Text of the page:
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Confederate Arkansas

The People and Policies of a Frontier State in Wartime

Written by Michael B. Dougan

Publication Year: 2010

 

This book fills a long standing gap in state histories dealing with the period of the Civil War in the western frontier that was Arkansas. Based on newspaper articles, legal documents, letters, diaries, reminiscences, songs, and official military reports, Dougan’s account provides a full picture of the political situation just prior to the war, and set the stage for the state’s entry into the war despite the fate that only a third of the population supported secession.

 

Published by: The University of Alabama Press

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Foreword

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pp. vii-viii

In summing up his Civil War experiences in the hospitals of the North, American poet WaIt Whitman prophetically observed: "Future years will never know the seething hell and the black infernal background of countless minor scenes and interiors (not the official surface-courteousness of the Generals, not the few great battles) of the Secession war; and it is best they should not-the real war will never ...

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1. Introduction: Antebellum Arkansas

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pp. 1-11

Union soldiers nicknamed her Rackensack; the western geographer Timothy Flintsaid she was the "epitome of the world." Somewhere between these two different points of view lay the historical reality know as Arkansas.1 ...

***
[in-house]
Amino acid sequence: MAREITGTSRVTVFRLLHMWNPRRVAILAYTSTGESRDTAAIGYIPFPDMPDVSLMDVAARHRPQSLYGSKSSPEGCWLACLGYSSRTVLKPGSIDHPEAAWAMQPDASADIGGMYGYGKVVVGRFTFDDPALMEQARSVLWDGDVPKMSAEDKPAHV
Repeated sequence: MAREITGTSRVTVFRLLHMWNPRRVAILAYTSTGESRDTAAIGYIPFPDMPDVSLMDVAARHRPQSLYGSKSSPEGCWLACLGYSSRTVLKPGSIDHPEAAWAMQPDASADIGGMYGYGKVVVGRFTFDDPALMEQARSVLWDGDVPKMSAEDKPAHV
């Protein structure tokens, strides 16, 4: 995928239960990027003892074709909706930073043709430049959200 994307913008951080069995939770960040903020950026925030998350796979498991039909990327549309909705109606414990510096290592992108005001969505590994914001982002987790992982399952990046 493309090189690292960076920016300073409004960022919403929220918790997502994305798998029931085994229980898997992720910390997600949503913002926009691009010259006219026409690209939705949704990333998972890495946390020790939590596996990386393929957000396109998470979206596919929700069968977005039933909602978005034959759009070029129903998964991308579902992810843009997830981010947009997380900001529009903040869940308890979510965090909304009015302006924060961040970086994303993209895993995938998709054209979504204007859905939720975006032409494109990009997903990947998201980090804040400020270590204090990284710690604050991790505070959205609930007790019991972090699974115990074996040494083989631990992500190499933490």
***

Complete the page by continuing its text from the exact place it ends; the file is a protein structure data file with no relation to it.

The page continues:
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2. State Politics on the Eve of the Sectional Crisis

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pp. 12-23

In the same way that Arkansas's history is a function of her geography, so was her role in the Confederacy largely determined by the politicians who managed her affairs. In 1860, the center of political gravity, the "family," found their well-oiled machine in serious difficulties. Paradoxically their present problems were in part the result of their past successes. By 1854 independent Democrats, including Senators ...

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3. Arkansas in the Election of 1860

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pp. 23-34

The August election put state affairs to rest and allowed concentration on national issues. Foremost among the problems vexing Arkansas Democracy was the split in the national party. The tension which developed in the late 1850s between the Douglas and Buchanan wings had ramifications in Arkansas. While Arkansians had taken but little interest in the Kansas agitation and made only feeble attempts to aid ...

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4. Arkansas and the Union, November, 1860 - March, 1861

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pp. 35-46

The news of Lincoln's election, while slow in reaching Arkansas, came as no surprise. Even before the news arrived, Danley tried to head off agitation for secession: "Let us act calmly, coolly, and as becomes wise and patriotic men." In most of the press, moderation was the order of the day. "Give him a trial," urged the Arkansian, and if he fails, "impeach him, damn him, and damn him forever." The ...